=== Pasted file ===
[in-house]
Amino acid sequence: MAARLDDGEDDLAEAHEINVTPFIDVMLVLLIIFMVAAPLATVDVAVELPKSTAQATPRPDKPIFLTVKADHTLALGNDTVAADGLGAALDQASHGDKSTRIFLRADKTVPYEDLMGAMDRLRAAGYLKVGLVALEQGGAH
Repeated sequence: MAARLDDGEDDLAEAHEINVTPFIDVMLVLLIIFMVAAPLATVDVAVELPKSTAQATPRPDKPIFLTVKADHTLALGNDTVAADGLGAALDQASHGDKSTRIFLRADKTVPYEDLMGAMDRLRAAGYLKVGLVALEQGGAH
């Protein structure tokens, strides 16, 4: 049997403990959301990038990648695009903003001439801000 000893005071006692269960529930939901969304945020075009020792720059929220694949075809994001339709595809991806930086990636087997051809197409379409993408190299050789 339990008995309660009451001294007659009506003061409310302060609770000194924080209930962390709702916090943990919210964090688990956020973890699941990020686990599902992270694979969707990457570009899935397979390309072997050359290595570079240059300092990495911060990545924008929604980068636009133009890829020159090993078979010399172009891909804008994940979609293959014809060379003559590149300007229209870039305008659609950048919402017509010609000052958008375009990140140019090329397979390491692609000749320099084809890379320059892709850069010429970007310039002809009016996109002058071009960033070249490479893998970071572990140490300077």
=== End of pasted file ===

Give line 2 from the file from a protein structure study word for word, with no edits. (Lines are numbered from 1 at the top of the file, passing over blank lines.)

Amino acid sequence: MAARLDDGEDDLAEAHEINVTPFIDVMLVLLIIFMVAAPLATVDVAVELPKSTAQATPRPDKPIFLTVKADHTLALGNDTVAADGLGAALDQASHGDKSTRIFLRADKTVPYEDLMGAMDRLRAAGYLKVGLVALEQGGAH